It was a big day in Schaumburg on Sunday, September 7, 1975 when Telly Savalas came to town for the grand opening of Schaumburg Lanes, the first bowling alley built in Schaumburg. He arrived at the invitation of Tony Ceresa, the owner and operator of Frontier Lanes, Inc. of Elgin. The 40-lane building at 117 N. Roselle Road was Mr. Ceresa’s second project and was just south of–what was then–the Golden Acres Country Club. It was also state of the art with its Brunswick Astroline gear of automatic pinspotters and “revolutionary two lane Automatic Scorer–the first in the midwest and only the second in the country.” [Daily Herald; 9/3/1975]
The photos above are of the site before construction began. It is obvious that St. Peter Lutheran Church is in the background as well as the low tan brick building that is their elementary school. Also evident to the right is the Sloan/Kotel house that is now called the Blue House and is on Schaumburg Road. The groundbreaking for the new bowling alley on the 3.16 acre site was held October 18, 1974 with Mr. Ceresa in attendance as well as Russ Larson, president of the Schaumburg Chamber of Commerce and Industry, Bob Baldwin, president of the Elgin Bowling Association which was a governing body of men’s bowling in the northwest suburbs and Ray LeBeau, a village of Schaumburg trustee. The building took nearly a year to complete and outfit but when it finally opened, not only was Telly Savalas in attendance but a whole other host of luminaries were there as well.
The list included bowling champions Dave Soutar and his wife, Judy, Fred “Skee” Foremsky and Vesma Grinfelds who all participated in demonstration bowling for the audience of potential local customers. These bowling pros were joined by Chicago Bulls’ basketball star Bob Love and a host of Playboy Bunnies who helped introduce the new bowling equipment. [The photos above show both the building almost fully constructed with its distinctive, arched roof and also, shortly before the grand opening.]
Schaumburg Lanes was on Roselle Road for 20 years and was a popular spot with local bowling leagues. They offered a snack shop and a nursery for parents who enjoyed a night out. Different events were sponsored including a New Year’s Eve Candlelite Bowling Party in 1979 that offered food, prizes, favors, bowling, open bar and hats. The cost was $35 a couple and ran from 10:00 until the partying stopped. [Daily Herald; 12/12/1979] They also expanded their activities to include junior league bowling teams for children. In an April 26, 1992 article from the Chicago Tribune, it mentions that Schaumburg Lanes manager, “Rich Klasa has seen an influx of bowling teams made up of kids and their parents in the last few years.” All in all, it was a busy site, considering their neighbor, the Schaumburg Transportation Company, generously offering their parking lot as a space for the Schaumburg Farmers’ Market for a period of time.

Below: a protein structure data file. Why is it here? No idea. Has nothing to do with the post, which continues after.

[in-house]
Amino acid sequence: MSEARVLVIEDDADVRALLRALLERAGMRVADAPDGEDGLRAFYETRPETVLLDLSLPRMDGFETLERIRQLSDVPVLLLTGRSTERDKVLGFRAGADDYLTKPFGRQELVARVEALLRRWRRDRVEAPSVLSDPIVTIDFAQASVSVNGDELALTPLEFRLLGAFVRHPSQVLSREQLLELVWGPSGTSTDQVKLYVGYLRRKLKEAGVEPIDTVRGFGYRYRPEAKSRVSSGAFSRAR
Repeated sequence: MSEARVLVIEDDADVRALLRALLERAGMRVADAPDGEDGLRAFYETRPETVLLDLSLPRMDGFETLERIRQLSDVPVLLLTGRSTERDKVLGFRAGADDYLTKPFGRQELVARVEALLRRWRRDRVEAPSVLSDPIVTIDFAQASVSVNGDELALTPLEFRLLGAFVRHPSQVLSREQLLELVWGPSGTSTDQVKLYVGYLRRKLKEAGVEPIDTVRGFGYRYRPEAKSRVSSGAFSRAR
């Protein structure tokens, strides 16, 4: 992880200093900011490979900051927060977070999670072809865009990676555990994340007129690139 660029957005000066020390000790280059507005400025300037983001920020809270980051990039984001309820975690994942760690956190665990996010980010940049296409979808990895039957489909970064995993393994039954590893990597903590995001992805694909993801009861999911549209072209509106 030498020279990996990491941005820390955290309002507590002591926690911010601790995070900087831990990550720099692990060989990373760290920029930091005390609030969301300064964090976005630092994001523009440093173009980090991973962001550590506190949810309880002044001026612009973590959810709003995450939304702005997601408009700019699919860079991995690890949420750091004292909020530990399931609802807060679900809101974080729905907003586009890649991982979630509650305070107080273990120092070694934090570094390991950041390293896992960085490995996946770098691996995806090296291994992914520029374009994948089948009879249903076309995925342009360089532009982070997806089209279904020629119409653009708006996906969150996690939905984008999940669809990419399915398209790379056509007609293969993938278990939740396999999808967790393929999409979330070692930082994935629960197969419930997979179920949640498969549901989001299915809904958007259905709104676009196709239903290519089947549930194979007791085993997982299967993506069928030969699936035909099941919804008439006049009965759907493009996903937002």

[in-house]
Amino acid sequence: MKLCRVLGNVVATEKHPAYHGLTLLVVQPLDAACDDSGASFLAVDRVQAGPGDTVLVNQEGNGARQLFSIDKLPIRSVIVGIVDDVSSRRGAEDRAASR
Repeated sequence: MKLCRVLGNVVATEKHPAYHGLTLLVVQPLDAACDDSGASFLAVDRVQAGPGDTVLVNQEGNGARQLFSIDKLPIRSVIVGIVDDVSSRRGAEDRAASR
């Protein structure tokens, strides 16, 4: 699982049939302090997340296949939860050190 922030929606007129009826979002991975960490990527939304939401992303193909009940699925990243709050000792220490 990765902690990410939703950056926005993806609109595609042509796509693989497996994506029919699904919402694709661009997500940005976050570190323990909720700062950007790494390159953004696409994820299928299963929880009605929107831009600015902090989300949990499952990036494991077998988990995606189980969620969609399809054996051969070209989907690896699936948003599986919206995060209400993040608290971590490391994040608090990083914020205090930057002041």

By 1995 though, the developers were knocking and business had tailed off so the bowling alley closed. “The lanes [were] sold from the bowling alley and [went] to California and North Carolina… [with] the machinery [heading] to Japan. [Daily Herald; 3/29/1995] The site, along with Schaumburg Transportation Company’s 15-acres, was purchased and eventually, in 1997, the Olde Schaumburg townhome community was begun by Hoffman Homes. It’s hard to believe the townhomes have been there now almost as long as the bowling alley was.
Bowling is a sport almost anyone can do and, in 1975, it had to have been a nice addition to the area. If you were a regular or played your first game there, please share your memories. From the interior, to the Automatic Scorers or to the good times you had, it’s always nice to discuss what you remember.
Local History Librarian
Schaumburg Township District Library
The photos above were graciously donated to the library by Jay Campbell who had the foresight 40 years ago to take the pictures and preserve them so that we could all share in the memories. Thank you Jay.
The black matchbook cover, with its ads for both Schaumburg Lanes and Frontier Lanes, was passed on by Johnny Kunzer, an interested reader of the blog. It’s always nice when one of the blog postings strikes a chord. Thank you Johnny.